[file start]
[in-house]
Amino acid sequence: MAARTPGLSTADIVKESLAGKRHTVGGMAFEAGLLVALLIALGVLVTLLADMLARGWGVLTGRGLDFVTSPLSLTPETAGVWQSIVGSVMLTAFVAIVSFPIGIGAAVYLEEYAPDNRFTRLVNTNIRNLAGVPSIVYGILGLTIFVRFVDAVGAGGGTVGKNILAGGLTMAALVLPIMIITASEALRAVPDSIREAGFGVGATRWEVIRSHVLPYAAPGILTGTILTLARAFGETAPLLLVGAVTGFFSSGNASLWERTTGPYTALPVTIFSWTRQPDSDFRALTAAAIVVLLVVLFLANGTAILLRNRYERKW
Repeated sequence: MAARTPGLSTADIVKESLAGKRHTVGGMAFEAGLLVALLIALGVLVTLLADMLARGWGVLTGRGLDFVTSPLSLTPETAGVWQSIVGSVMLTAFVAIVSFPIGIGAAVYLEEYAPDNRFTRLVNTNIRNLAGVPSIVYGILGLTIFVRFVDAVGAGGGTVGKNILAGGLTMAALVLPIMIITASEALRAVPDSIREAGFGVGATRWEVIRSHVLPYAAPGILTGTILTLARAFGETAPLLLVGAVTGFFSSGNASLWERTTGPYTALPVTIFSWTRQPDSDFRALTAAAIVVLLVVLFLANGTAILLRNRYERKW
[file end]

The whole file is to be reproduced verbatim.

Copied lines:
[in-house]
Amino acid sequence: MAARTPGLSTADIVKESLAGKRHTVGGMAFEAGLLVALLIALGVLVTLLADMLARGWGVLTGRGLDFVTSPLSLTPETAGVWQSIVGSVMLTAFVAIVSFPIGIGAAVYLEEYAPDNRFTRLVNTNIRNLAGVPSIVYGILGLTIFVRFVDAVGAGGGTVGKNILAGGLTMAALVLPIMIITASEALRAVPDSIREAGFGVGATRWEVIRSHVLPYAAPGILTGTILTLARAFGETAPLLLVGAVTGFFSSGNASLWERTTGPYTALPVTIFSWTRQPDSDFRALTAAAIVVLLVVLFLANGTAILLRNRYERKW
Repeated sequence: MAARTPGLSTADIVKESLAGKRHTVGGMAFEAGLLVALLIALGVLVTLLADMLARGWGVLTGRGLDFVTSPLSLTPETAGVWQSIVGSVMLTAFVAIVSFPIGIGAAVYLEEYAPDNRFTRLVNTNIRNLAGVPSIVYGILGLTIFVRFVDAVGAGGGTVGKNILAGGLTMAALVLPIMIITASEALRAVPDSIREAGFGVGATRWEVIRSHVLPYAAPGILTGTILTLARAFGETAPLLLVGAVTGFFSSGNASLWERTTGPYTALPVTIFSWTRQPDSDFRALTAAAIVVLLVVLFLANGTAILLRNRYERKW